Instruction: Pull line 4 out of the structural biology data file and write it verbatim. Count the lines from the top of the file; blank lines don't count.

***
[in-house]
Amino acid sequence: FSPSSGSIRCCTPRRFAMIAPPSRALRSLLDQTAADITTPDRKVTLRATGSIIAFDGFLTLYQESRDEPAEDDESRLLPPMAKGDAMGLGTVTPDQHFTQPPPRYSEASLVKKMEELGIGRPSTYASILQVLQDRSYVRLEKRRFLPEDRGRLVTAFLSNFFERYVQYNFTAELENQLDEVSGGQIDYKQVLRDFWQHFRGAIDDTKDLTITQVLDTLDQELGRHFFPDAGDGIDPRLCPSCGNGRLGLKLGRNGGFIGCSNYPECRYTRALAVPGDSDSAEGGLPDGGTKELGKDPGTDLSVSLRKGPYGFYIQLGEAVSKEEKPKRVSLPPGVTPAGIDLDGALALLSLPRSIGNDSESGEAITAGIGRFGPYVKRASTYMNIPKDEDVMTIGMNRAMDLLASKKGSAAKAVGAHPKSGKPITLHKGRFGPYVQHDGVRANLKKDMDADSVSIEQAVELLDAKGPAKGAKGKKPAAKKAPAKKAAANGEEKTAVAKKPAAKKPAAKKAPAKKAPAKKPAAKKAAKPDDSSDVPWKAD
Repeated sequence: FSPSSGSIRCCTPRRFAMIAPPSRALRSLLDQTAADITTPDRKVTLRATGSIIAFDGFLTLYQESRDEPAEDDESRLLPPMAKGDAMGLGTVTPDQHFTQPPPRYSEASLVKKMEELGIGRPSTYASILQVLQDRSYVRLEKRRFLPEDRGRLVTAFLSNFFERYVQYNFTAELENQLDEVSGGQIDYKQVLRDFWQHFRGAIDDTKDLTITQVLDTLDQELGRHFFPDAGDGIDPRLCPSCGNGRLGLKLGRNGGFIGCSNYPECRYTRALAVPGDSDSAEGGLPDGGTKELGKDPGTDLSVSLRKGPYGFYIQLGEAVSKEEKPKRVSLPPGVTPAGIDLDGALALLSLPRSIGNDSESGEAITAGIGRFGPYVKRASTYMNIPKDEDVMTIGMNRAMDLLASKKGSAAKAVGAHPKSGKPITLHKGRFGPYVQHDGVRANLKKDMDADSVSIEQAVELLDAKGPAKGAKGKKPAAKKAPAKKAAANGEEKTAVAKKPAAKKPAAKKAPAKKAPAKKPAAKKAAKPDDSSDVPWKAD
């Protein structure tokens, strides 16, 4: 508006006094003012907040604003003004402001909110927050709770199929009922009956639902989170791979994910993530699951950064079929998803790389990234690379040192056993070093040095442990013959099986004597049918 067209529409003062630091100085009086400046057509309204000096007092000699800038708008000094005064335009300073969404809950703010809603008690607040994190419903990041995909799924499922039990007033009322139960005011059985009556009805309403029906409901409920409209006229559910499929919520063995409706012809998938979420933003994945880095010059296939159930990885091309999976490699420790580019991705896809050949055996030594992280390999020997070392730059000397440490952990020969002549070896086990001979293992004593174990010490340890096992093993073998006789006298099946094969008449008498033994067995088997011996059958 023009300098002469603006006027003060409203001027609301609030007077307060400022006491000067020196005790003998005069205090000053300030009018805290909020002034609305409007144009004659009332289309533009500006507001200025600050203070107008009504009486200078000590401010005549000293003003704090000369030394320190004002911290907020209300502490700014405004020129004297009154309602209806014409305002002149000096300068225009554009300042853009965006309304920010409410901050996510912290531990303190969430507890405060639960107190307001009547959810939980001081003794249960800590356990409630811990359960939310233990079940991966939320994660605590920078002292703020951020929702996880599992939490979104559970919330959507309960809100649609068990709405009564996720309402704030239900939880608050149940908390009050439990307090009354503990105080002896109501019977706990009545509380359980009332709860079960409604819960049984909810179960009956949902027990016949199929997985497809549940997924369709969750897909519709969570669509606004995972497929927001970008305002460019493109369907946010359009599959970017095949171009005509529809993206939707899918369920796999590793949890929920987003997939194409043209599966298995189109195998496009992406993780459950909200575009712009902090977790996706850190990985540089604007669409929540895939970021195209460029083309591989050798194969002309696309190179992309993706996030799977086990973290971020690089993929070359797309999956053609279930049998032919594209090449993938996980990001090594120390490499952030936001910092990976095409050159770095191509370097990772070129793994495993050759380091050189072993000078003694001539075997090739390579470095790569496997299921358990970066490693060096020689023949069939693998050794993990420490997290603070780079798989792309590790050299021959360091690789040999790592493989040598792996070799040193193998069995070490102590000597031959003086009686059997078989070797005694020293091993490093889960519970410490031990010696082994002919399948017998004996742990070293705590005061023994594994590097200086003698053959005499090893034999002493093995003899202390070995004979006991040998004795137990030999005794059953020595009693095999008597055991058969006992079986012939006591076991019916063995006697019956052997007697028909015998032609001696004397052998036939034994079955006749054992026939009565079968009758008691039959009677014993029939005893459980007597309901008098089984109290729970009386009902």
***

């Protein structure tokens, strides 16, 4: 508006006094003012907040604003003004402001909110927050709770199929009922009956639902989170791979994910993530699951950064079929998803790389990234690379040192056993070093040095442990013959099986004597049918 067209529409003062630091100085009086400046057509309204000096007092000699800038708008000094005064335009300073969404809950703010809603008690607040994190419903990041995909799924499922039990007033009322139960005011059985009556009805309403029906409901409920409209006229559910499929919520063995409706012809998938979420933003994945880095010059296939159930990885091309999976490699420790580019991705896809050949055996030594992280390999020997070392730059000397440490952990020969002549070896086990001979293992004593174990010490340890096992093993073998006789006298099946094969008449008498033994067995088997011996059958 023009300098002469603006006027003060409203001027609301609030007077307060400022006491000067020196005790003998005069205090000053300030009018805290909020002034609305409007144009004659009332289309533009500006507001200025600050203070107008009504009486200078000590401010005549000293003003704090000369030394320190004002911290907020209300502490700014405004020129004297009154309602209806014409305002002149000096300068225009554009300042853009965006309304920010409410901050996510912290531990303190969430507890405060639960107190307001009547959810939980001081003794249960800590356990409630811990359960939310233990079940991966939320994660605590920078002292703020951020929702996880599992939490979104559970919330959507309960809100649609068990709405009564996720309402704030239900939880608050149940908390009050439990307090009354503990105080002896109501019977706990009545509380359980009332709860079960409604819960049984909810179960009956949902027990016949199929997985497809549940997924369709969750897909519709969570669509606004995972497929927001970008305002460019493109369907946010359009599959970017095949171009005509529809993206939707899918369920796999590793949890929920987003997939194409043209599966298995189109195998496009992406993780459950909200575009712009902090977790996706850190990985540089604007669409929540895939970021195209460029083309591989050798194969002309696309190179992309993706996030799977086990973290971020690089993929070359797309999956053609279930049998032919594209090449993938996980990001090594120390490499952030936001910092990976095409050159770095191509370097990772070129793994495993050759380091050189072993000078003694001539075997090739390579470095790569496997299921358990970066490693060096020689023949069939693998050794993990420490997290603070780079798989792309590790050299021959360091690789040999790592493989040598792996070799040193193998069995070490102590000597031959003086009686059997078989070797005694020293091993490093889960519970410490031990010696082994002919399948017998004996742990070293705590005061023994594994590097200086003698053959005499090893034999002493093995003899202390070995004979006991040998004795137990030999005794059953020595009693095999008597055991058969006992079986012939006591076991019916063995006697019956052997007697028909015998032609001696004397052998036939034994079955006749054992026939009565079968009758008691039959009677014993029939005893459980007597309901008098089984109290729970009386009902």